Anything but rotten, such flowers are ill 
named, remaining exempt from the compost fate 
      by a decorum of fatigue, keeping still 
             the power to generate 
a world of their own, long since over the hill,

      or of ours. Inhale them and you can recall 
—what? Whatever is recoverable just 
      and only just for having been, after all, 
           forgotten. Closer—you must 
put your nose right into the powdery ball

      of bloom to get the good of it, past the blue 
of unrecognizeable gentians, past wild 
      roses tamed to mild rose, even past a few 
           patently dead leaves reconciled 
by dust with the livid petals. There. Now you

      have it, strong for all the insistent pastels 
(as if life were forged by Marie Laurencin— 
      or death, for that matter), now you have the smells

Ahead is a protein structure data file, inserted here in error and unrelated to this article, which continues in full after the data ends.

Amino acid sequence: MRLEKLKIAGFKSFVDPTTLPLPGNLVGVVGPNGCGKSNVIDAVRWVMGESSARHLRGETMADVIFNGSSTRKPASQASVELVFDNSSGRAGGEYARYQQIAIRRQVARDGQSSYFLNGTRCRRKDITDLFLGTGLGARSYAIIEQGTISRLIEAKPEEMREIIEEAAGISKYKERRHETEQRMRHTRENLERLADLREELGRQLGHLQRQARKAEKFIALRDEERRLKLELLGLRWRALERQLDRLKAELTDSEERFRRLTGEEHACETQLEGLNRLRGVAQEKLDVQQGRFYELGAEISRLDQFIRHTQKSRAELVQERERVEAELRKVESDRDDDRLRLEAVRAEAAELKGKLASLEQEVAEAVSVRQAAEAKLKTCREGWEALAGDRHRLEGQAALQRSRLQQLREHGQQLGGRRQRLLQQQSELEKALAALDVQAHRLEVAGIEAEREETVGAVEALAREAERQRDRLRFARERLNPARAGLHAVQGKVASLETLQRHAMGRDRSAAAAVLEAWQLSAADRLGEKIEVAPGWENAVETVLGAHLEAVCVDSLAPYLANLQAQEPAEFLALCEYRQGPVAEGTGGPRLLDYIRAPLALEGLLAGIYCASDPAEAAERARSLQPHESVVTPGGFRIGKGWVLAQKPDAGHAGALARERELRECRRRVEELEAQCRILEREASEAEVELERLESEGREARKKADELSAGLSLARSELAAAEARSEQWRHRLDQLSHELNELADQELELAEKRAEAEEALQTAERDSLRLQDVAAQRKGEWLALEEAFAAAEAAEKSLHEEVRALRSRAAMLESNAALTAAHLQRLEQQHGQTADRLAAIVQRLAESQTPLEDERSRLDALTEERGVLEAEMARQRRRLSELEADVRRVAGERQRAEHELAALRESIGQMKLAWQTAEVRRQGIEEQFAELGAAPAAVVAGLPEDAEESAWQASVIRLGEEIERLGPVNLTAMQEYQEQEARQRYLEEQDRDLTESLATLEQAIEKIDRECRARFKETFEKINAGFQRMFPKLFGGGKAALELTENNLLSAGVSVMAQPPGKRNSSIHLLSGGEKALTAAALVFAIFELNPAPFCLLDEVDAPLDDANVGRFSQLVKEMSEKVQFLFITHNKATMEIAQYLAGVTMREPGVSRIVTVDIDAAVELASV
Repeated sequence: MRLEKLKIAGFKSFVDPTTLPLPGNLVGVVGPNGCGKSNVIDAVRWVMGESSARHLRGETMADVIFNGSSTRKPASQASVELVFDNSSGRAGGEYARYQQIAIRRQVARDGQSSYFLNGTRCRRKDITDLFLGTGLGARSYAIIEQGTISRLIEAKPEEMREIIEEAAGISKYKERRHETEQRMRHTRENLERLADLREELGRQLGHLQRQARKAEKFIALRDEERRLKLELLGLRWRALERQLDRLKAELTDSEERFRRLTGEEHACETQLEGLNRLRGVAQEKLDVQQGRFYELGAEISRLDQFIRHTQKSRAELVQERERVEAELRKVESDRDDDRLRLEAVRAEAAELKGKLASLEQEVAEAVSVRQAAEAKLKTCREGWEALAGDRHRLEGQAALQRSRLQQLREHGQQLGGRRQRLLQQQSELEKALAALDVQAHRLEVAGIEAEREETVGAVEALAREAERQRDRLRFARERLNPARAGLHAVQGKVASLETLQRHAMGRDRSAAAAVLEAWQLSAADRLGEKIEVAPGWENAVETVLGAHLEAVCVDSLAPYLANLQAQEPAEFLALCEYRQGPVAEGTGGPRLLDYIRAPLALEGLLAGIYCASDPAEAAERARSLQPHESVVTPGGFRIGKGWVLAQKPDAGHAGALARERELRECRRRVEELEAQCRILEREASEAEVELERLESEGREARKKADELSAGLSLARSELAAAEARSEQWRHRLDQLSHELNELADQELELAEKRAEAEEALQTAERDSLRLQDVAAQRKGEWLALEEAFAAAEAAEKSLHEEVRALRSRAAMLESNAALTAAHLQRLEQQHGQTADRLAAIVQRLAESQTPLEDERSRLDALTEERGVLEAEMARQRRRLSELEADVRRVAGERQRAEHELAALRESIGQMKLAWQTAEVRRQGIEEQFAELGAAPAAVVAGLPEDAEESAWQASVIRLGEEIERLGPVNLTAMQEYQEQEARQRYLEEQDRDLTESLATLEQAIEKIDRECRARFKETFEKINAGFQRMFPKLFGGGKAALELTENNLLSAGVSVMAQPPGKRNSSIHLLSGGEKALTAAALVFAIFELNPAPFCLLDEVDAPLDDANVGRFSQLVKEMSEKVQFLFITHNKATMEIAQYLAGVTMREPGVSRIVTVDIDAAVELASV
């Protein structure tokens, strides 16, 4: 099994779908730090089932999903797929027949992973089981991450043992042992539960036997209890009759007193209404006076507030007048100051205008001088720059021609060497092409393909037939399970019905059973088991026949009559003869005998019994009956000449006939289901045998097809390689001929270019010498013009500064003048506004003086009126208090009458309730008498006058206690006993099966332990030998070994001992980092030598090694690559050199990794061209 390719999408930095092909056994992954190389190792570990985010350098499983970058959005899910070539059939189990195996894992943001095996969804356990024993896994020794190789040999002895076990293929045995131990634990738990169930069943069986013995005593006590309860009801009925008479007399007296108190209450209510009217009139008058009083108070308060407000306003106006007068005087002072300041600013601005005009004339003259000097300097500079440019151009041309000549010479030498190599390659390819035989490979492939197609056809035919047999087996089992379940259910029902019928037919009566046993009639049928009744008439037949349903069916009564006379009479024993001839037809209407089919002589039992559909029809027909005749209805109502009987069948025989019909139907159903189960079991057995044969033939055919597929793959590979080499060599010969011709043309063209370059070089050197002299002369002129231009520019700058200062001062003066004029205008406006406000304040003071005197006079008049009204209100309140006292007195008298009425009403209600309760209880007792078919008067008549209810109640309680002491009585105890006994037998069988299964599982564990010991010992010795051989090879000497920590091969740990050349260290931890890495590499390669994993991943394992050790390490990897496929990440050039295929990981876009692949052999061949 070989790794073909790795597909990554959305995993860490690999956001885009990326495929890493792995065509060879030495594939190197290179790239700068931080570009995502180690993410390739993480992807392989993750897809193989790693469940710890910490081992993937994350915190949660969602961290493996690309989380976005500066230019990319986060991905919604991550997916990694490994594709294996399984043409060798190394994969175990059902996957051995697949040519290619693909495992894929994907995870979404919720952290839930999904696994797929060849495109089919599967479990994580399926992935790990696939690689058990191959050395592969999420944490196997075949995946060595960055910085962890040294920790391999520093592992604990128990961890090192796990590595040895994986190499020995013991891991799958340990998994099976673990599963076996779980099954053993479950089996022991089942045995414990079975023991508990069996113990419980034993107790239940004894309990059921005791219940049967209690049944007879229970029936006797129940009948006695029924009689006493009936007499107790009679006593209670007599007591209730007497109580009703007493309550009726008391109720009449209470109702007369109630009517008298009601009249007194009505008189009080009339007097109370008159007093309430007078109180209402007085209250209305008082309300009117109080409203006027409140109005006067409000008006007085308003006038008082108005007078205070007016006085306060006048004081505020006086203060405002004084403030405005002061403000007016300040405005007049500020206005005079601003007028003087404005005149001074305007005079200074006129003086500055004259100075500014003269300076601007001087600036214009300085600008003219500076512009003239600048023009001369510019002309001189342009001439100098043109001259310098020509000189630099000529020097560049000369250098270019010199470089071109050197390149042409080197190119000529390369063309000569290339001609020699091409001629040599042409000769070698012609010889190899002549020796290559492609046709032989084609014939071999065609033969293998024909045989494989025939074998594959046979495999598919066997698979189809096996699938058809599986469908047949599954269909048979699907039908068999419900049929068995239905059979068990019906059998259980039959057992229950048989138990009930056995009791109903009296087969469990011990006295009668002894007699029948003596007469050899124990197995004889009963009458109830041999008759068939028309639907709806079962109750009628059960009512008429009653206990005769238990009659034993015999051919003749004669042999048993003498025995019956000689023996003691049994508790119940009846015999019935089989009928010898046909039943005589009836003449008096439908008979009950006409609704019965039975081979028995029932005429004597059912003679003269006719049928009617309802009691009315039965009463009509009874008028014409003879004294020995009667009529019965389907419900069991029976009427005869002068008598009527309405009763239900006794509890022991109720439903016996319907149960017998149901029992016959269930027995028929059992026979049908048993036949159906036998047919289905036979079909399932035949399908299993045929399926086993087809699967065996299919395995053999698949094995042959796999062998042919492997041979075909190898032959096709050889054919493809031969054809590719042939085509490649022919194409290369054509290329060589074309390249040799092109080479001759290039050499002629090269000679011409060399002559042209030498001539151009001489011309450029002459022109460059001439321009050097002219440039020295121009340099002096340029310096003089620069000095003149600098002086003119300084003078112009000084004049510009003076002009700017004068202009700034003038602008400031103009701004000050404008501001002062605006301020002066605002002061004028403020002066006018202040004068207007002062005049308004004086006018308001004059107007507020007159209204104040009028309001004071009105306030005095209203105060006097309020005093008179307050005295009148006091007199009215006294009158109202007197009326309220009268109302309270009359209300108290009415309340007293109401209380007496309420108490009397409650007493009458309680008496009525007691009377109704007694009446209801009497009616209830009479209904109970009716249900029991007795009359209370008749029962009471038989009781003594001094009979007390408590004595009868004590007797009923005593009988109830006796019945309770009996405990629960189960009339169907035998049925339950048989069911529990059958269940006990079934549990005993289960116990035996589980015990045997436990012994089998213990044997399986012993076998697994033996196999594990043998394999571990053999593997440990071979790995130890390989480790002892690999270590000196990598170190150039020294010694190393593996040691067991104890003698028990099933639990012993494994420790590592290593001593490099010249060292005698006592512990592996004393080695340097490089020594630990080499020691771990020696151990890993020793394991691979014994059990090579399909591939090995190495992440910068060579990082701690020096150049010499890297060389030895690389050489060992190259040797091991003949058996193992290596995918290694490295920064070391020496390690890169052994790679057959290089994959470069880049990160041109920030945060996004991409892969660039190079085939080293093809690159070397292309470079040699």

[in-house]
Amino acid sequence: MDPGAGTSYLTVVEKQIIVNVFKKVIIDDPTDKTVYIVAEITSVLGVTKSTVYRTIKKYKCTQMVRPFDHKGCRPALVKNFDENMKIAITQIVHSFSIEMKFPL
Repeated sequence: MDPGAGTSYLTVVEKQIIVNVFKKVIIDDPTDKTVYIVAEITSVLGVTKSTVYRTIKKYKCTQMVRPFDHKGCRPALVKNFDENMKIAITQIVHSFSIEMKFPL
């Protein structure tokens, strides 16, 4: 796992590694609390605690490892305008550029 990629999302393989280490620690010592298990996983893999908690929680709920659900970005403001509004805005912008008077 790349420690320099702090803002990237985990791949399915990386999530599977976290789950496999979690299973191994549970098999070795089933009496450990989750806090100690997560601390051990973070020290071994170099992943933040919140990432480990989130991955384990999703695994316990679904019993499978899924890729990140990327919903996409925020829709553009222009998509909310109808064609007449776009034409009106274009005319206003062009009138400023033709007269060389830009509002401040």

of a room we first met in: 
two kittens, pot, and the pungence that wells

         up out of the ampoules of amyl nitrite 
apparently used, chez Tom, instead of sauce 
        béchamel. That was a foregone appetite, 
           though it makes less of a loss 
if you couple the lovemaking our first night

         with a myth instead of with a person—me, 
yourself, whoever in between: we become 
         creators when we have a past. So make free 
                 with the odors coming from 
this irresponsible present: breathe deeply,

            and a bed in Vermont will be unmade; stir 
the wan remains and you will have invented 
            closets in Florence which were 
                   identically scented, 
clearings in Hawaii heretofore a blur—

           I know. I’ve tried it, slipping habit’s traces 
by a quick whiff myself, gaining from partial 
           immersion the totally risen graces 
                     of going down into all
the intimate reek, the must of dark places.

           Now you take over. Each garden is a grave, 
I grant you, but there are resurrections here: 
          our senses make us giants in what time we have 
               (Proust’s law)—use yours then, my dear, 
on a gift that savors of more than we can save.